Mr. Stoic: Learning to Trust in Foster Care

A seven year old boy stares to the right.

By: Courtney Edge-Mattos


That is an appropriate description of him.  Mr. Stoic.

When the big sad thing happened, his face remained still and guarded.  He blinked hard a few times, but in the moment, he kept every muscle under the tightest control.

At the park when other kids were whooping on swings and careening down the slide, limbs flailing, he followed their paths, but there was a firm concentration on his brow.  He pumped his legs in the swings, but it was robotic and wooden, not the reckless abandon of his peers.  He gripped the chains of the swings so tightly he had marks on his palms afterward.  “Does it hurt, honey?” Mrs. T asked as she rubbed them gently when she saw.  “I’m fine,” he said, his voice flat.

“We’re going to New Hampshire for vacation!  We’re going to go to Storyland and Santa’s Village,” Foster Father F pronounced with a grin. “Aren’t you excited?”  Mr. Stoic shrugged.

The referral said to rule out Autism Spectrum Disorder.  The assessments were complete.  It was ruled out. 

So what was this?  What does it mean when a seven year old boy is Mr. Stoic?

Mrs. T and Foster Father F knew.  Like so many foster parents, they didn’t need someone with a degree to tell them.

“He knows to expect nothing, to trust nothing, and he’s had so few experiences, he can’t get excited for things like vacations.  He doesn’t know what that is.”

The first time at the park wasn’t his first time with her at the park.  It was his first time at the park.  Ever.

Going on vacation didn't mean anything, because he'd never done that.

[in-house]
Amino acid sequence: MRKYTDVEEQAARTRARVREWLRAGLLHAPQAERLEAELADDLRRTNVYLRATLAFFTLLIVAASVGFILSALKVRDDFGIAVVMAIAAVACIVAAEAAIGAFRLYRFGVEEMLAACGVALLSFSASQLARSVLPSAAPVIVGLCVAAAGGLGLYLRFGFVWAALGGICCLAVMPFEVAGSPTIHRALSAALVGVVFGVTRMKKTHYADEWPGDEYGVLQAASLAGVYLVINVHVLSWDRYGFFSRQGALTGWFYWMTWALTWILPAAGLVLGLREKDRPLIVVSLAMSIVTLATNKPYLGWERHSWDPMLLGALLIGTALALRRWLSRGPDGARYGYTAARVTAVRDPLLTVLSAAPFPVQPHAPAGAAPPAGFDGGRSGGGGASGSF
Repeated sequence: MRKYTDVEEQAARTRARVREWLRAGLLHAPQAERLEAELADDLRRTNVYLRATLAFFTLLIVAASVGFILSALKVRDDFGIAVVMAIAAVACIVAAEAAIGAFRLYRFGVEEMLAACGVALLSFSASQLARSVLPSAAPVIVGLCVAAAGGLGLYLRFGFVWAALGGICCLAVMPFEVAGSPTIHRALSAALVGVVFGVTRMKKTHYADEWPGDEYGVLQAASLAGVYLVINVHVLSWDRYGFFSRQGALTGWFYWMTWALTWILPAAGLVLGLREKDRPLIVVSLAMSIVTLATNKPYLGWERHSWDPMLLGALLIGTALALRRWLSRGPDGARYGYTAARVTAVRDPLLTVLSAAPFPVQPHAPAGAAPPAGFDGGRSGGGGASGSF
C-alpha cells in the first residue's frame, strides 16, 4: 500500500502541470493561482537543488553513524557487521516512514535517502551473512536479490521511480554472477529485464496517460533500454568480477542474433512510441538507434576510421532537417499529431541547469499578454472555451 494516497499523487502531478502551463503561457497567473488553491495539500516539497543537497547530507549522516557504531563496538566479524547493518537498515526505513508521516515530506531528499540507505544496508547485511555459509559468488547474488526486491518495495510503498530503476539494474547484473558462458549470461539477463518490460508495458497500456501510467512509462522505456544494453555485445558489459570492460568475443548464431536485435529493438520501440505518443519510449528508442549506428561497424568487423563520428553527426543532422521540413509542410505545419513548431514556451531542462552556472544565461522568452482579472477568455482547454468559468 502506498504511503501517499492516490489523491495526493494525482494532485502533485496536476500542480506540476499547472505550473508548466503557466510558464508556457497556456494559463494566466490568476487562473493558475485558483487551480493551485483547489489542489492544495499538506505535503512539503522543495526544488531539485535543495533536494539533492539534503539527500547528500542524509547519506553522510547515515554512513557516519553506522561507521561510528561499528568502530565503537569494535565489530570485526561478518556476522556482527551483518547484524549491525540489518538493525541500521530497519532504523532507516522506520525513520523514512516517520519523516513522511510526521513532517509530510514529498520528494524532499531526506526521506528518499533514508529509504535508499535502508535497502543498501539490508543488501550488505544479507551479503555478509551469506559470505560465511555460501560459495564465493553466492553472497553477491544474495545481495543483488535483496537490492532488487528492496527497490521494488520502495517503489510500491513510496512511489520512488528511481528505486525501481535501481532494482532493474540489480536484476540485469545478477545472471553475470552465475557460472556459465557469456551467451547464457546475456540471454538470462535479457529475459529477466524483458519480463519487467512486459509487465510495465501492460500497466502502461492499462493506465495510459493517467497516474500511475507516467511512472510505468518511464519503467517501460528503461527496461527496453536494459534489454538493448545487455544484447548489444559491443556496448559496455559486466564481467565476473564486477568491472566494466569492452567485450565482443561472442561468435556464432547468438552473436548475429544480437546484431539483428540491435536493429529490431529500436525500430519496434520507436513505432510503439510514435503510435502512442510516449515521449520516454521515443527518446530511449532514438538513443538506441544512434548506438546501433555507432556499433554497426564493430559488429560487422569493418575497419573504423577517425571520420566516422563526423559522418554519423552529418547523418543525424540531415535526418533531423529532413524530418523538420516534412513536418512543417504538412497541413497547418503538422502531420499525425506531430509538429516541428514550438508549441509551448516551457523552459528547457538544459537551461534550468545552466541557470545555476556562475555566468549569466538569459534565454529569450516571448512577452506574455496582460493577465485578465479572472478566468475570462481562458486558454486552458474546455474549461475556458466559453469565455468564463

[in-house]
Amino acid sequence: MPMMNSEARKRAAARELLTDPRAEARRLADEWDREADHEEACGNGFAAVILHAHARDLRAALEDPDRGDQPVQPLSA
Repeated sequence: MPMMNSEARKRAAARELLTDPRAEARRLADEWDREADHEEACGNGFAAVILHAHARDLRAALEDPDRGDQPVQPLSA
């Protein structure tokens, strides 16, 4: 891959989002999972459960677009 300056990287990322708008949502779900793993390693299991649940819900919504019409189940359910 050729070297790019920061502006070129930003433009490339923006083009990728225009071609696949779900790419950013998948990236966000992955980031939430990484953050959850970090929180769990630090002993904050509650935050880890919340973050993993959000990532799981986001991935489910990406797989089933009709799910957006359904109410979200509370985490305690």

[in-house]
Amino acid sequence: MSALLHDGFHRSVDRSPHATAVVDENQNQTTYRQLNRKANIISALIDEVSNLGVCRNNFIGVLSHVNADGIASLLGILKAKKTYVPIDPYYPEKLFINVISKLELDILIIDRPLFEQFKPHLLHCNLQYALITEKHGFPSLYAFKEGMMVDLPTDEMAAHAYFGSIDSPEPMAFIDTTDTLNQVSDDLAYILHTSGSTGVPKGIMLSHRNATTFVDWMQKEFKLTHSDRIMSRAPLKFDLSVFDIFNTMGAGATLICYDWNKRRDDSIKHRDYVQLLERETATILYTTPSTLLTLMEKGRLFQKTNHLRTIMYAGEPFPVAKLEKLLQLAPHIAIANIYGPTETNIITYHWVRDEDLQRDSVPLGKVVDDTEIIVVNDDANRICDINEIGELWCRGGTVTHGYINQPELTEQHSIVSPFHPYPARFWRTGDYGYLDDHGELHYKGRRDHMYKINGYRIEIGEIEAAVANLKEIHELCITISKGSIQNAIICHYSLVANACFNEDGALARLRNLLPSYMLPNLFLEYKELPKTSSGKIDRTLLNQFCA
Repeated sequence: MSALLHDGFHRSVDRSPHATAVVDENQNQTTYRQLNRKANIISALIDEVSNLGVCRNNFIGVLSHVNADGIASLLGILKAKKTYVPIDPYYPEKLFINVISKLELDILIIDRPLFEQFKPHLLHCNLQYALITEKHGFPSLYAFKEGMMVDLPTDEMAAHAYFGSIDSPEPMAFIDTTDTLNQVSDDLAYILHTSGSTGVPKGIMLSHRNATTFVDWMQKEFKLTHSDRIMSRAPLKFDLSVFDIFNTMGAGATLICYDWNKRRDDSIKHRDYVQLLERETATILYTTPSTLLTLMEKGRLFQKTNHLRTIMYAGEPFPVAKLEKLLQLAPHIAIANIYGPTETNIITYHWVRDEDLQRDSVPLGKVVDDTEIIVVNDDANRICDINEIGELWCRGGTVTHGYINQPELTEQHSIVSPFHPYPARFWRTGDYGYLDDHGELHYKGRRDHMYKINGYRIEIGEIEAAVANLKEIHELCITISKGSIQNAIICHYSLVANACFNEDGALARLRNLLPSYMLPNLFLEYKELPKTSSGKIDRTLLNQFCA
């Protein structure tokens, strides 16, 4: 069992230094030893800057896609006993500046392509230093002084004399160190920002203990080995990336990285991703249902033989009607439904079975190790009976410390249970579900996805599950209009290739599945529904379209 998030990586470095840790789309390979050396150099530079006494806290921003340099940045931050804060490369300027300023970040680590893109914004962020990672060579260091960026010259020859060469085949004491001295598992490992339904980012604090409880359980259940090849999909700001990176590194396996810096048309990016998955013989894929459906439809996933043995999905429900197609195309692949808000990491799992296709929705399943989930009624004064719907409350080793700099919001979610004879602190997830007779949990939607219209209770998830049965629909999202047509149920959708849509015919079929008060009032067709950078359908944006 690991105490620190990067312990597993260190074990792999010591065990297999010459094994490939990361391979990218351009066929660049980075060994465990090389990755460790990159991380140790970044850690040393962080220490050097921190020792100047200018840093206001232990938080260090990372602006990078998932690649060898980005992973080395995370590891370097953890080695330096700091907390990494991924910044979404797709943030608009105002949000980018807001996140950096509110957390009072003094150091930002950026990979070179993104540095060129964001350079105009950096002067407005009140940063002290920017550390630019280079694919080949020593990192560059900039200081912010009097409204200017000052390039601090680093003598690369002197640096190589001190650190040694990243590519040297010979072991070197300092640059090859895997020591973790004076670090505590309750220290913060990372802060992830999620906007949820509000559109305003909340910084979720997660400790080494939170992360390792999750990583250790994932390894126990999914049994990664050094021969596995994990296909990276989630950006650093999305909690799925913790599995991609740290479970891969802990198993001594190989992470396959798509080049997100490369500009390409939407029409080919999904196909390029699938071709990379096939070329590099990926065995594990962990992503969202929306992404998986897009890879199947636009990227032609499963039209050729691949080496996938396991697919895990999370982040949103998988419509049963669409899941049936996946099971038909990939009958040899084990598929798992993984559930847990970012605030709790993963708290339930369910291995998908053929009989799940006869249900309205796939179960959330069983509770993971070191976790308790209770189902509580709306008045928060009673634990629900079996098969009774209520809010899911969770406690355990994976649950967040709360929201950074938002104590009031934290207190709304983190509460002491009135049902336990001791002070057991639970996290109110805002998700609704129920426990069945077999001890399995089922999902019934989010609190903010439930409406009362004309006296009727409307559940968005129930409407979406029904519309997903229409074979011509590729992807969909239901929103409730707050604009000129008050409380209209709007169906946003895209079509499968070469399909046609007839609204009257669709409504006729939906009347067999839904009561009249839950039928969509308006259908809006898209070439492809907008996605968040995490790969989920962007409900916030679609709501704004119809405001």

Playing with friends didn't mean something positive, because he didn't have any.  He didn't know what that really meant.

During that crucial developmental stages of Trust vs. Mistrust, Autonomy vs. Shame and Doubt, and Initiative vs. Guilt, Mr. Stoic's needs were not successfully met.  When he cried for a diaper change, he was yelled at or ignored.  When he tried to feed himself and spilled food, he was told he was dumb and was yelled at.  When he tried to copy other kids in daycare and be part of the group, he didn't fit in and they made fun of him.

So now, in a home full of people he doesn't know, he has to stay strong.  Will Mrs. T catch him if he falls off the swings or even push him off?  Will she make fun of him if he looks silly learning to pump his legs?  Will other kids make fun of him?  Will he be able to do it?  It is all a danger, a risk, so he covers up anything that might make him vulnerable, masks his feelings (even the good ones!), and builds an outer shell. 

Mrs. T and Foster Father F strategize.  It will take time and they will have to work for every time his shoulders relax and every smile he is brave enough to share.  They have to prepare him for every transition, because every transition has the potential to be life threatening in his world.  They will set him up for success and praise him, just like they praise the year-old girl they are also parenting when she pulls herself up on furniture and takes those tentative first steps.  He may be seven, but his need for reassurance is just as great as hers, possibly greater.  And if they do it just right and he trusts them enough, Mr. Stoic may soften over time to be Mr. SafeandSound. 

If you can patiently help a child learn to trust and support them growing at their own pace, please consider fostering a child or youth.  


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Rachel has been a part of the JRI team since January, 2000. For over 20 years, Rachel has been working in the field of human services assisting families with accessing and navigating services. Rachel received her Bachelors degree in psychology and Masters Degree in Public Administration from Bridgewater State University. She was promoted in July 2005 to Family Networks Program Director where she closely worked with the Department of Children Families for 10 years ensuring that children and families received the highest quality of individualized services ranging from community based through residential care. Rachel is very dedicated to helping the individuals she works with and is committed to improving the lives of children and families. Rachel’s passion for creative service programming inspires her in her role as JRI Service Navigator.